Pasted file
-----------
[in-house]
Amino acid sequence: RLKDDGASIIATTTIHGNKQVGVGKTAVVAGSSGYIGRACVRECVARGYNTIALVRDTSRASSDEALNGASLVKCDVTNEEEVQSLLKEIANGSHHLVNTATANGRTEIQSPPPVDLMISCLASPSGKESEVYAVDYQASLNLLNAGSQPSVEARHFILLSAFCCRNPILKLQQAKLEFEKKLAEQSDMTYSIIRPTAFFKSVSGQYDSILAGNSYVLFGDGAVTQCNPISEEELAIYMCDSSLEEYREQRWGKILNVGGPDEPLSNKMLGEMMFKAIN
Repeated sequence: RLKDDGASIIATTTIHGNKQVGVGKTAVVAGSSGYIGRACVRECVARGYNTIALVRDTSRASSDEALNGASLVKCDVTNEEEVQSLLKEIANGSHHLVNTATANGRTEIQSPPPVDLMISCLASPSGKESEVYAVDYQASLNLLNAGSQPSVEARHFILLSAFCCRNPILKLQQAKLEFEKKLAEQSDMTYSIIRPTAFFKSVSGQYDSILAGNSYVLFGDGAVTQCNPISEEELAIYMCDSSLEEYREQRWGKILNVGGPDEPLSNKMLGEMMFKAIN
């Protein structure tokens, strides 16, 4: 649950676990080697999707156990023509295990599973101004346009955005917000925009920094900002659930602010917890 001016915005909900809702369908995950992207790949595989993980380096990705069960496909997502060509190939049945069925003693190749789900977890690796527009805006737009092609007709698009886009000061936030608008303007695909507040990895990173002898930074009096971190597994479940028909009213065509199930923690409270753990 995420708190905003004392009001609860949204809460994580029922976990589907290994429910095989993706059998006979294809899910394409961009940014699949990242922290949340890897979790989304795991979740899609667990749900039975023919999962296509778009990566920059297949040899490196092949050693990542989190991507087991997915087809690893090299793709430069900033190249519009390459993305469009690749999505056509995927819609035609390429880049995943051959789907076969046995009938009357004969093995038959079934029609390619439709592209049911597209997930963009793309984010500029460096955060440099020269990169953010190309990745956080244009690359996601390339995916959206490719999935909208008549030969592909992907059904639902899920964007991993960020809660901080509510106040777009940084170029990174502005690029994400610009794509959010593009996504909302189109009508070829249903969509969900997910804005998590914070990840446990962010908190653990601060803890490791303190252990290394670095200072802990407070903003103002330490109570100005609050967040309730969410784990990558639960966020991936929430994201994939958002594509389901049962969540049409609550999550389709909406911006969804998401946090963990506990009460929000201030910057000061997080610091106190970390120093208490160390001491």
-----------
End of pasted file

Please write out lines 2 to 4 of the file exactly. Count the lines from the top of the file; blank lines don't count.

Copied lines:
Amino acid sequence: RLKDDGASIIATTTIHGNKQVGVGKTAVVAGSSGYIGRACVRECVARGYNTIALVRDTSRASSDEALNGASLVKCDVTNEEEVQSLLKEIANGSHHLVNTATANGRTEIQSPPPVDLMISCLASPSGKESEVYAVDYQASLNLLNAGSQPSVEARHFILLSAFCCRNPILKLQQAKLEFEKKLAEQSDMTYSIIRPTAFFKSVSGQYDSILAGNSYVLFGDGAVTQCNPISEEELAIYMCDSSLEEYREQRWGKILNVGGPDEPLSNKMLGEMMFKAIN
Repeated sequence: RLKDDGASIIATTTIHGNKQVGVGKTAVVAGSSGYIGRACVRECVARGYNTIALVRDTSRASSDEALNGASLVKCDVTNEEEVQSLLKEIANGSHHLVNTATANGRTEIQSPPPVDLMISCLASPSGKESEVYAVDYQASLNLLNAGSQPSVEARHFILLSAFCCRNPILKLQQAKLEFEKKLAEQSDMTYSIIRPTAFFKSVSGQYDSILAGNSYVLFGDGAVTQCNPISEEELAIYMCDSSLEEYREQRWGKILNVGGPDEPLSNKMLGEMMFKAIN
């Protein structure tokens, strides 16, 4: 649950676990080697999707156990023509295990599973101004346009955005917000925009920094900002659930602010917890 001016915005909900809702369908995950992207790949595989993980380096990705069960496909997502060509190939049945069925003693190749789900977890690796527009805006737009092609007709698009886009000061936030608008303007695909507040990895990173002898930074009096971190597994479940028909009213065509199930923690409270753990 995420708190905003004392009001609860949204809460994580029922976990589907290994429910095989993706059998006979294809899910394409961009940014699949990242922290949340890897979790989304795991979740899609667990749900039975023919999962296509778009990566920059297949040899490196092949050693990542989190991507087991997915087809690893090299793709430069900033190249519009390459993305469009690749999505056509995927819609035609390429880049995943051959789907076969046995009938009357004969093995038959079934029609390619439709592209049911597209997930963009793309984010500029460096955060440099020269990169953010190309990745956080244009690359996601390339995916959206490719999935909208008549030969592909992907059904639902899920964007991993960020809660901080509510106040777009940084170029990174502005690029994400610009794509959010593009996504909302189109009508070829249903969509969900997910804005998590914070990840446990962010908190653990601060803890490791303190252990290394670095200072802990407070903003103002330490109570100005609050967040309730969410784990990558639960966020991936929430994201994939958002594509389901049962969540049409609550999550389709909406911006969804998401946090963990506990009460929000201030910057000061997080610091106190970390120093208490160390001491």